Families are becoming an increasingly complex unit when it comes to money management. Parents are working longer hours, couples are spending less time with each other and children are becoming increasingly sophisticated in their material wants and information needs. Whilst centralising funds is important in the family, so is an analysis of the individual roles and associated financial requirements.
It seems that the proof of maternal efforts is no longer found in the pudding its in the spending. Women are increasingly outsourcing personal grooming tasks and the pressure of looking good, feeling healthy, maintaining a tight ship and IQ level has meant that housecleaning and gardening are again fashionable methods to promote the family brand; housewifery is now a career, with all the attitude of 21st century post-feminism. It emerged in a recent BBC report, that a new type of parent was surfacing.the manager mum. Manager mums tend to use the internet to save time on tasks and streamline activity, using the Web to undertake jobs such as grocery shopping or banking.
Once theyve got their partner, it doesnt seem women can relax about their appearances, with women in relationships spending more on their appearance than their single counterparts. UK housewives spend a massive 5 billion on keeping up appearances, in terms of gardening, home furnishings and personal grooming, according to a study by Virgin Money Credit Cards. UK women are splurging out an average of 3,488 each on personal appearance and their home and garden. Of the 3,488, 47% is spent on the home and garden, whilst the remainder goes on clothes, haircuts, beauty products and treatments.
The pressure to look good may be a factor in women being labelled as the worst savers, as reported by Guardian Unlimited. In an annual study by IFA Promotion, 63% of the women who stated that they were unable to put aside further savings, admitted to spending their spare cash on costly and unnecessary luxuries, whilst 28% of women get themselves into debt with expensive purchases. Women apparently seem to be content with spending up to 75% of disposable income and saving less than 20%, in contrast to men who save over 25% of their income and invest 8%.
Peter Pan fathers
Whilst fathers are not physically getting any younger, there is evidence that their mental age may be falling. The BBC recently reported that a new type of dad had emerged the gadget dad, whilst in November last year, the Guardian reported that men were significantly delaying fatherhood. In a study by Panlogic, gadget dads love technology and have all the latest tech toys, from Sky TV to a car navigation system. Perhaps this love of tech toys is also the reason inhibiting men from diverting funds to babies. According to the Guardian, 81% of men admitted that financial fears would make them postpone having children and if current trends continue, the average age of men becoming fathers will rise to 40 by 2065. Virgin Money Life Insurance also reported in their studies that new fathers were waiting longer to start families and that UK fathers are working the longest hours in Europe.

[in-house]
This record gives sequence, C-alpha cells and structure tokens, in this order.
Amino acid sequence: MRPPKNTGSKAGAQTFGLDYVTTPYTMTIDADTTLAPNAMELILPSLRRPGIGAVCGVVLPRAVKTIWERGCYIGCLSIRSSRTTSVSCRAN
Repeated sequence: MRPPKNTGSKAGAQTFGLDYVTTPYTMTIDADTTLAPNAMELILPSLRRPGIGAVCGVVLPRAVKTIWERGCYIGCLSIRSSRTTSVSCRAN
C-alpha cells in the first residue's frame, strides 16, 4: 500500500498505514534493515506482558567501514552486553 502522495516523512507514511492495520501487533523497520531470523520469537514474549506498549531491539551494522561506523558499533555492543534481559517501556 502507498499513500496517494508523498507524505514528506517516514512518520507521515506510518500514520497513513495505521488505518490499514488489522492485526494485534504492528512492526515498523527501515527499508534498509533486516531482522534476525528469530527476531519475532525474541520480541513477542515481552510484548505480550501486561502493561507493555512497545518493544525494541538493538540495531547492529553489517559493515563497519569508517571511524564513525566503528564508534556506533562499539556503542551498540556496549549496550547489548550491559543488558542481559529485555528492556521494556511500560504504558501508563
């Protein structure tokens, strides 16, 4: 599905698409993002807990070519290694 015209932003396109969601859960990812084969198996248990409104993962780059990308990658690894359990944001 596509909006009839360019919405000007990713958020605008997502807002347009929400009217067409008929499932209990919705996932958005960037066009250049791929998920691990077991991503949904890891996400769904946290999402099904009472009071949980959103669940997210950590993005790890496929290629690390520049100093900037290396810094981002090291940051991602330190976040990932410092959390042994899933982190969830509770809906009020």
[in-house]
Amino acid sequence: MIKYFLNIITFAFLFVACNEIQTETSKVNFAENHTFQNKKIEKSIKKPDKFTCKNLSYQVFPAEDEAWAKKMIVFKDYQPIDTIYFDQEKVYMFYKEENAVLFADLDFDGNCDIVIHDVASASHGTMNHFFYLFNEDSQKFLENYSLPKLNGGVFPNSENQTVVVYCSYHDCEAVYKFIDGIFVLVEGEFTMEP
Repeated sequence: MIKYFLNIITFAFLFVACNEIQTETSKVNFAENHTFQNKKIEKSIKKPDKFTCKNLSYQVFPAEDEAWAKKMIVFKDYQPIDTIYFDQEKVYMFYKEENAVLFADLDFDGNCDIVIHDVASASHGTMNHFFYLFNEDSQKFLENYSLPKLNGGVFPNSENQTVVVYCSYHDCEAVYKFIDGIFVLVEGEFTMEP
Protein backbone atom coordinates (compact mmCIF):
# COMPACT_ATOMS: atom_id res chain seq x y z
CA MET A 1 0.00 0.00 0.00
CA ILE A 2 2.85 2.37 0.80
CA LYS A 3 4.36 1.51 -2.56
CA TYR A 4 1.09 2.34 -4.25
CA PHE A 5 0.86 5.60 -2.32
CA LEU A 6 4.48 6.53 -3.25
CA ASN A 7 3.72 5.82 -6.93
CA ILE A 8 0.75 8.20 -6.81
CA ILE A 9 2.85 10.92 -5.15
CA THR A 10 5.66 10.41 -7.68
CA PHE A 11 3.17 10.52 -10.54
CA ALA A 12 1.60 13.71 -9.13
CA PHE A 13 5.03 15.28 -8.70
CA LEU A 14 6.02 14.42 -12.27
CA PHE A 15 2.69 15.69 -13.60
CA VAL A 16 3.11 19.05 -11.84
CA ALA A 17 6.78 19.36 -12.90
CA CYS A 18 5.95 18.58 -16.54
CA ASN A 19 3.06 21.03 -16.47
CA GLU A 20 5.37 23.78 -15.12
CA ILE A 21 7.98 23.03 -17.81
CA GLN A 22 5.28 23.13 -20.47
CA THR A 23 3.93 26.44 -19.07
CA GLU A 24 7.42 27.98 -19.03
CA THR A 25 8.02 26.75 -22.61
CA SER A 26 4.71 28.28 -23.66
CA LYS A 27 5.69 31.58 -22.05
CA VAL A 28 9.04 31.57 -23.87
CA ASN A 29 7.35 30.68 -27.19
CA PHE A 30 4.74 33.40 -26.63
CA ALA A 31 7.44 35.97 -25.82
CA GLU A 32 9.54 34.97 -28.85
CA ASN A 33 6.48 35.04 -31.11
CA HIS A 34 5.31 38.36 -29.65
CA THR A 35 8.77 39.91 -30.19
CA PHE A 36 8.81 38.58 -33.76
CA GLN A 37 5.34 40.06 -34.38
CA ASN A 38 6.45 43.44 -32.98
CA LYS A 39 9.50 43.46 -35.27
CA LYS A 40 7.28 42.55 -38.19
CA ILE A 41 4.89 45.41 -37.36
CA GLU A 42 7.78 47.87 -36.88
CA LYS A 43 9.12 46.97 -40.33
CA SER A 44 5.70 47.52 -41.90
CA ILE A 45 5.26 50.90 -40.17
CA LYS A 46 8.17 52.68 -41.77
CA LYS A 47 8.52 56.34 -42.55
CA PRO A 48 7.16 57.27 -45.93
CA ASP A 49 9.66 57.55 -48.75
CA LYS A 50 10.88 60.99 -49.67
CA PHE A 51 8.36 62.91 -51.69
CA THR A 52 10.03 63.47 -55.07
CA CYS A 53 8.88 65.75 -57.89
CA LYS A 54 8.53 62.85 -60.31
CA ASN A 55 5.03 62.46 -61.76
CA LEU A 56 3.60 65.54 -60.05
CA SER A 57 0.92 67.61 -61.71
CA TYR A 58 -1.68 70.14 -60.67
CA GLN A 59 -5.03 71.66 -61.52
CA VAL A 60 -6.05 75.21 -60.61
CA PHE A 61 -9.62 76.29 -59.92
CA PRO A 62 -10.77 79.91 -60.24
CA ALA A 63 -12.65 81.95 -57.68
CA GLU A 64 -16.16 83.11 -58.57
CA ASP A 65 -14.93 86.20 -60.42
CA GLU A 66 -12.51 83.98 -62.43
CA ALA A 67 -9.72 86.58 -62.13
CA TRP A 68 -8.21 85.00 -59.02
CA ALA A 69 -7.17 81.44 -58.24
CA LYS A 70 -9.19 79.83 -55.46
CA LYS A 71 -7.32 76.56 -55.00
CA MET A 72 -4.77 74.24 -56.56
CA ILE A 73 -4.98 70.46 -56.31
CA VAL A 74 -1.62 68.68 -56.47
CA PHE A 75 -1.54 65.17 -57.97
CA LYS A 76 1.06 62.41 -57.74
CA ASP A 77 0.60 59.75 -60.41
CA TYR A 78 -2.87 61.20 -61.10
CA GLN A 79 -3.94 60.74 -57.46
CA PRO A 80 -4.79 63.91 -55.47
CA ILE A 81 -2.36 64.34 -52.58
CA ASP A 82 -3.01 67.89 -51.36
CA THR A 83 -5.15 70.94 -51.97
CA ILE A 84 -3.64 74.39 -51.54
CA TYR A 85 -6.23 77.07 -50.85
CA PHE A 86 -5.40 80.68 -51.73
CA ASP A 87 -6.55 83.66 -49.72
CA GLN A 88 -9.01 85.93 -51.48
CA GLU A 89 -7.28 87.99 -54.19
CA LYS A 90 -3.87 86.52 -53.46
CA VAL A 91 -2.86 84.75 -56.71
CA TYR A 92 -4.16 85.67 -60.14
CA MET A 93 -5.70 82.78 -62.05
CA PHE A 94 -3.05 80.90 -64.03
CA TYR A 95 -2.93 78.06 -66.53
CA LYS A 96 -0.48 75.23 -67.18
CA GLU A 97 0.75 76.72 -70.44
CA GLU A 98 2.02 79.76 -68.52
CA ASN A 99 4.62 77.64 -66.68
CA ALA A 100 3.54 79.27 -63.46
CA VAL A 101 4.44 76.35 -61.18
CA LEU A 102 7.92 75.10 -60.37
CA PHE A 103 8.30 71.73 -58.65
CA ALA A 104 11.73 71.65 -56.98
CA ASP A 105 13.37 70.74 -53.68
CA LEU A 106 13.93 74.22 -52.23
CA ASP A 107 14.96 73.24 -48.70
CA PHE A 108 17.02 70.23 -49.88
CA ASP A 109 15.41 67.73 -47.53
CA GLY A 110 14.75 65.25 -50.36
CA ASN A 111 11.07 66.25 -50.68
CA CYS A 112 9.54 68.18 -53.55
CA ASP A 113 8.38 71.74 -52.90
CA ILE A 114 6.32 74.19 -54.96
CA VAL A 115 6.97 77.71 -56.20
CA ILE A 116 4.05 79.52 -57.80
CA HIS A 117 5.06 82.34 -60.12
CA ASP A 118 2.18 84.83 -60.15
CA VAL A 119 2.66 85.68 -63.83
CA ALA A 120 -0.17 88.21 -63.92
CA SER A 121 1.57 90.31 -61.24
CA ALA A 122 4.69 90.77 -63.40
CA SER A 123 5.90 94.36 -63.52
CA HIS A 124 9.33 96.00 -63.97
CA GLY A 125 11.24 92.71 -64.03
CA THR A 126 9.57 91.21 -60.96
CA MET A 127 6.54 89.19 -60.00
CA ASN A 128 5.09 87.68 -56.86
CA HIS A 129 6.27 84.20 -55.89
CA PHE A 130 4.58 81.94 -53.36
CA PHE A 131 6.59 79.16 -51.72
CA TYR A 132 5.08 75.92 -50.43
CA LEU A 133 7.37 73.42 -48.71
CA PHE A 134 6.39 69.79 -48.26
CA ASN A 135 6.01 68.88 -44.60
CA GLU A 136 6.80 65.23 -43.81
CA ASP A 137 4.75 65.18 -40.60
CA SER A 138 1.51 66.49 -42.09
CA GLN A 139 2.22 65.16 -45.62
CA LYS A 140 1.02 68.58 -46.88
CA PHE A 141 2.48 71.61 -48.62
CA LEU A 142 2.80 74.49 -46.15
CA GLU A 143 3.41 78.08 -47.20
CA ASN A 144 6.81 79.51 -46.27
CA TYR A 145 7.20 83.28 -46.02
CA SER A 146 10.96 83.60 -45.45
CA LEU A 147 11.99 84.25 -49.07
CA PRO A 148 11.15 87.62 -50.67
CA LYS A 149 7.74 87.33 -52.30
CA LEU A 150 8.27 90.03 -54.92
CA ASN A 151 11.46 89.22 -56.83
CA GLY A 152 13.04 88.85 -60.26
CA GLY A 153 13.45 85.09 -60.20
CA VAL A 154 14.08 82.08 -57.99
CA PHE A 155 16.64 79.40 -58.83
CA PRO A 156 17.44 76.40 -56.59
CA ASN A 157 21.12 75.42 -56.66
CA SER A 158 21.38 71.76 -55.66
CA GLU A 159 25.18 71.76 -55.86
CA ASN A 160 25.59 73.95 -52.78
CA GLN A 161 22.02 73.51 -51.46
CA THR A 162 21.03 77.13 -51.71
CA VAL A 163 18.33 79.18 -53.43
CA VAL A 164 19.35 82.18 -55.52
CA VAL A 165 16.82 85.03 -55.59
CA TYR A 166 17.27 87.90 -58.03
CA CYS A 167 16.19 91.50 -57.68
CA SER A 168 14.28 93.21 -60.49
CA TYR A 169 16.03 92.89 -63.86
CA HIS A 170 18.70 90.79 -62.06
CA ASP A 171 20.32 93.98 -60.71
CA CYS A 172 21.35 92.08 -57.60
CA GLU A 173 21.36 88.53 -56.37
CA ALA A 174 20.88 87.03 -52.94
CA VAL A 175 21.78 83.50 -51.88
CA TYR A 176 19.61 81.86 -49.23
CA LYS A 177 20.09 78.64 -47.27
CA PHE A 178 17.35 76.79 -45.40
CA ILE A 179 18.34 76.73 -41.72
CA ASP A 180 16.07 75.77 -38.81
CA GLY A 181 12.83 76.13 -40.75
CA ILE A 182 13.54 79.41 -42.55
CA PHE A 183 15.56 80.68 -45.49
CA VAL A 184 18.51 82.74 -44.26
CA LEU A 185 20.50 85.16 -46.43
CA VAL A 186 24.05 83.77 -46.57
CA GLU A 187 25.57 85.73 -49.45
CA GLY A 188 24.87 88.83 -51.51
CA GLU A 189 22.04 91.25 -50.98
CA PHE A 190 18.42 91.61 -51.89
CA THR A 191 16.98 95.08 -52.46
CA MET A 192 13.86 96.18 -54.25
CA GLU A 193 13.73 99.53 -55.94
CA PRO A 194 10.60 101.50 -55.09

A recent investigation by Halifax found a positive attitude towards saving is increasing amongst children. Whilst in 1998, a third of children saved more than they spent; now that figure is over fifty percent. The bank discovered that most children are prepared to save for an expensive item, though parents of younger children faced more of a struggle, as 22% of seven to eleven year olds pestered their way towards getting what they wanted. Piggy banks, it would seem, may become sentimental souvenirs, as more children save their money in a bank or building society.
This trend of keeping up appearances seems to induce individualistic behaviour in families, reducing co-operation on financial issues. This erodes family values in society and discourages future generations from investing in children. Without the motivation to invest in sustainable communities or even a sustainable standard of living, (currently supported by 1.1 trillion of debt), the issue of successful management of family finance remains trivial.
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About Rachel: Rachel writes for the personal finance blog Cashzilla: http://www.cashzilla.co.uk Cashzilla is a personalfinanosaurus. Rachel means sheep in Hebrew: little lamb or one with purity. Cashzilla means financially savvy with great fiery ferocity.